Photo courtesy of the Mirage.
Photo courtesy of the Mirage.

After a lifelong commitment to tennis and a dedication to Trinity University, Clarence Mabry, “Father of Trinity Tennis,” passed away Saturday, Jan. 26, at the age of 87.

Mabry earned his legendary status at Trinity after he started the tennis program from scratch and raised it to nationally-recognized levels. He served as head coach of the men’s tennis team from 1956-1974, leading his teams to a 319-36 record as evidence of his coaching abilities, Mabry led his 1972 team to the NCAA Division I Championship after two years of finishing second. He coached and developed 10 All-Americans, including a Wimbledon champion and a NCAA Division I singles champion who went on to become a professional tennis player.

“None of us would be the way we are without him,” said Russell McMindes, head coach of men’s tennis. “He started Trinity tennis, and the only reason we have it was because he had the vision, so, very obviously, I wouldn’t be doing what I’m doing without his footprint. I’m very fortunate he was able to start it.”

Something that Mabry was able to do as a coach was to form unique ties with each of his players. One of these ties was with  the director of tennis, Butch Newman. Newman also became an All-American under Mabry.

“My connection with Mr. Mabry started when I was 12,” Newman said. “He took me under his wing at that early age and we formed a very special bond. Kind of like a father-son. He had been the only coach I had ever had, so when it came time for me to come to college, I knew where I was going to go and that’s where Clarence was.”

Perhaps Mabry’s success came from understanding that as a coach, winning isn’t everything, but that it is a byproduct of many other elements. Newman believes that he valued certain qualities in life that he hoped would resonate with his athletes.

“One of the things he did was he cared about his players, not just what they could do to make the team better, but as people,” Newman said. “It made you have a very close relationship with him and therefore he was the richest man I knew because he invested and taught me what the most important investment was in the whole world – people. He had a multitude of genuine, close, deep relationships.”

Widely respected by his peers and by his athletes, Mabry had a certain wisdom and authority that stimulated elite performance. He knew what it took to get his teams to be in the top four nationally, and he accomplished just that.

“He was very insightful, not a man of many words, but when you heard him say something, you knew you had to pay attention,” Newman said. “He was really going to help you to improve your play, and that spilled over to off the court as well. He was not only someone to teach you how to be a better player; he led by example and he was going to make you a better person as well.”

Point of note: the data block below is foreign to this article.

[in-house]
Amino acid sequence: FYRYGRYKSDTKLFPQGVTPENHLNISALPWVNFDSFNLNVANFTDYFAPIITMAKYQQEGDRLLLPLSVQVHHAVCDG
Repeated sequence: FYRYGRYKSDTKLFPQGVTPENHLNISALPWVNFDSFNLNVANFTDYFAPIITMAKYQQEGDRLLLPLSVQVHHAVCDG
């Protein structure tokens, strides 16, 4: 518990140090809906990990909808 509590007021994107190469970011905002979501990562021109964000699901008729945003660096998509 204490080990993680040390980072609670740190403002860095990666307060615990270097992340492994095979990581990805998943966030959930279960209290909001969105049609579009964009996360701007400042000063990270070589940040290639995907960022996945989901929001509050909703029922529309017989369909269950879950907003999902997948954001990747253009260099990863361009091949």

Mabry was and is still very much a presence in Trinity tennis after his 18 years as head coach, and his philosophy lives on.

“What I tell our guys: he was our version of John Wooden,” McMindes said. “He had a great record, but also a great character and he was able to get the best out of his players. He was very demanding, but at the same time very approachable and very lovable. The underlying philosophy in our program, that Clarence started, is the basic one. He always had an ‘SAT’ philosophy: Spiritual, Academic, Tennis – in that order. We want to make sure our players are following that.”

Though current Trinity athletes only have stories and a few encounters with the man who made their present opportunities possible, they have the highest degree of respect for him and follow closely the foundation that he set.

“Coach Mabry’s path is one of the most inspirational and awesome stories I’ve ever heard,” said senior Erick de la Fuente. “Being a part of his tradition is an honor and a blessing. I can’t say I’d be the same person I am today without the lessons he has taught me, even if indirectly. I’ve only personally met him a handful of times, but the amount I know about him is a testament to his presence nonetheless. The idea of SAT was his priority in life and his criteria for being successful. Only then can we optimize our training and competition by having these priorities set beforehand.”

Clarence Mabry will no longer visit Trinity, but he still lives on within the program, and his contributions and philosophy remain a part of the team today. He is represented by every Trinity tennis coach and player, past and present, and Mabry Pavilion will remain, just as his passions for both Trinity and tennis do.

A memorial service will be held for Clarence Mabry at 1 p.m. Monday, Feb. 11 at Blessed Sacrament Catholic Church, 600 Oblate Dr  San Antonio, Texas.